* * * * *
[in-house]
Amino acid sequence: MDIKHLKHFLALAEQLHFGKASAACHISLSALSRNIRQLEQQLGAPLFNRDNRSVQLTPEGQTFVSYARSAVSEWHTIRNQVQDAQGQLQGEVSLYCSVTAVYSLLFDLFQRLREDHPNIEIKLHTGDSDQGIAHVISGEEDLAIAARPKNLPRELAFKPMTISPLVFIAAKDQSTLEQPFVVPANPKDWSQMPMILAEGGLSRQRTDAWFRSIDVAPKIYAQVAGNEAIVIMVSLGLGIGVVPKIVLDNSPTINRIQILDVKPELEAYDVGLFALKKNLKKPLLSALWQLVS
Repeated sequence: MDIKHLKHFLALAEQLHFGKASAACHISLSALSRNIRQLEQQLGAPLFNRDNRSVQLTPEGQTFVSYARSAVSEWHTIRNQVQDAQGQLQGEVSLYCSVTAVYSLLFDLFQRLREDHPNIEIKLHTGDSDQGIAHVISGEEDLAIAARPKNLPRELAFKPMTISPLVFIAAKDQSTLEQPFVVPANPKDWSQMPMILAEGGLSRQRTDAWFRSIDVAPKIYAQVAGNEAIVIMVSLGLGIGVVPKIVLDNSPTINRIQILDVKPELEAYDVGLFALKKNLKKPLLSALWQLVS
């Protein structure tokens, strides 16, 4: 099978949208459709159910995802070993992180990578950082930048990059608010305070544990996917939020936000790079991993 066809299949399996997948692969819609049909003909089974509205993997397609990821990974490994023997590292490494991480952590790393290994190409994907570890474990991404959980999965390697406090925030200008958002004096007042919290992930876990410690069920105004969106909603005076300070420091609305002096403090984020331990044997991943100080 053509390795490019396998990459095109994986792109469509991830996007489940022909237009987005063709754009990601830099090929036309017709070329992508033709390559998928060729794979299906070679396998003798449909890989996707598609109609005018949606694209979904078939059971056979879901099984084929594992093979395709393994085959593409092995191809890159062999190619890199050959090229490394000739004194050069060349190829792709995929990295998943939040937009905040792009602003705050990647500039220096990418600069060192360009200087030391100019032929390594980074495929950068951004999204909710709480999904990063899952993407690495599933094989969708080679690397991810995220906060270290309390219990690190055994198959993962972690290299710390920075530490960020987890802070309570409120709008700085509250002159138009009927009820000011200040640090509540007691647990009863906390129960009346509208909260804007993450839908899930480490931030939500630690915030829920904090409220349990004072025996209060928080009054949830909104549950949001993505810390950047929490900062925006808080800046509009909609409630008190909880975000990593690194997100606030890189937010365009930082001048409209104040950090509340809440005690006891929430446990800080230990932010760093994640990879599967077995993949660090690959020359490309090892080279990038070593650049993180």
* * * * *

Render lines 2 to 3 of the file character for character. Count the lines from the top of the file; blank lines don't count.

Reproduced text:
Amino acid sequence: MDIKHLKHFLALAEQLHFGKASAACHISLSALSRNIRQLEQQLGAPLFNRDNRSVQLTPEGQTFVSYARSAVSEWHTIRNQVQDAQGQLQGEVSLYCSVTAVYSLLFDLFQRLREDHPNIEIKLHTGDSDQGIAHVISGEEDLAIAARPKNLPRELAFKPMTISPLVFIAAKDQSTLEQPFVVPANPKDWSQMPMILAEGGLSRQRTDAWFRSIDVAPKIYAQVAGNEAIVIMVSLGLGIGVVPKIVLDNSPTINRIQILDVKPELEAYDVGLFALKKNLKKPLLSALWQLVS
Repeated sequence: MDIKHLKHFLALAEQLHFGKASAACHISLSALSRNIRQLEQQLGAPLFNRDNRSVQLTPEGQTFVSYARSAVSEWHTIRNQVQDAQGQLQGEVSLYCSVTAVYSLLFDLFQRLREDHPNIEIKLHTGDSDQGIAHVISGEEDLAIAARPKNLPRELAFKPMTISPLVFIAAKDQSTLEQPFVVPANPKDWSQMPMILAEGGLSRQRTDAWFRSIDVAPKIYAQVAGNEAIVIMVSLGLGIGVVPKIVLDNSPTINRIQILDVKPELEAYDVGLFALKKNLKKPLLSALWQLVS